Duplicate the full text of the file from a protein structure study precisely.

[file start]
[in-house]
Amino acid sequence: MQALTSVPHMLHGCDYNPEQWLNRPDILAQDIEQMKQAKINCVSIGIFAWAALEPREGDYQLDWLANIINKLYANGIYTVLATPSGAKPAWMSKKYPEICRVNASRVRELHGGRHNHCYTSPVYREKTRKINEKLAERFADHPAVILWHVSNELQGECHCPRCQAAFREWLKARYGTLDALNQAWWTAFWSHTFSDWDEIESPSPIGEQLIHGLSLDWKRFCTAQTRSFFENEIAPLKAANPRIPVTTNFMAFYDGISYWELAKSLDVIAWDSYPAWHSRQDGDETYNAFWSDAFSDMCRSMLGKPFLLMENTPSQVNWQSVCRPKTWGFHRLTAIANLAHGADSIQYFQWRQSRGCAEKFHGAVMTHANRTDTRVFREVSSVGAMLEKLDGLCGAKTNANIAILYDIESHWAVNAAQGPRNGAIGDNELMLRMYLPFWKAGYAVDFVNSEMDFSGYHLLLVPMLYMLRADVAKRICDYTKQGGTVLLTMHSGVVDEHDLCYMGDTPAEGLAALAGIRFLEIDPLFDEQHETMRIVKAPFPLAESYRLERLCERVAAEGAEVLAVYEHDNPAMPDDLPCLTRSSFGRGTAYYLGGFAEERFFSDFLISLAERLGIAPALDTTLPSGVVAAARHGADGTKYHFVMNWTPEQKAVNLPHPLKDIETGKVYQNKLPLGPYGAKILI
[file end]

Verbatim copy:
[in-house]
Amino acid sequence: MQALTSVPHMLHGCDYNPEQWLNRPDILAQDIEQMKQAKINCVSIGIFAWAALEPREGDYQLDWLANIINKLYANGIYTVLATPSGAKPAWMSKKYPEICRVNASRVRELHGGRHNHCYTSPVYREKTRKINEKLAERFADHPAVILWHVSNELQGECHCPRCQAAFREWLKARYGTLDALNQAWWTAFWSHTFSDWDEIESPSPIGEQLIHGLSLDWKRFCTAQTRSFFENEIAPLKAANPRIPVTTNFMAFYDGISYWELAKSLDVIAWDSYPAWHSRQDGDETYNAFWSDAFSDMCRSMLGKPFLLMENTPSQVNWQSVCRPKTWGFHRLTAIANLAHGADSIQYFQWRQSRGCAEKFHGAVMTHANRTDTRVFREVSSVGAMLEKLDGLCGAKTNANIAILYDIESHWAVNAAQGPRNGAIGDNELMLRMYLPFWKAGYAVDFVNSEMDFSGYHLLLVPMLYMLRADVAKRICDYTKQGGTVLLTMHSGVVDEHDLCYMGDTPAEGLAALAGIRFLEIDPLFDEQHETMRIVKAPFPLAESYRLERLCERVAAEGAEVLAVYEHDNPAMPDDLPCLTRSSFGRGTAYYLGGFAEERFFSDFLISLAERLGIAPALDTTLPSGVVAAARHGADGTKYHFVMNWTPEQKAVNLPHPLKDIETGKVYQNKLPLGPYGAKILI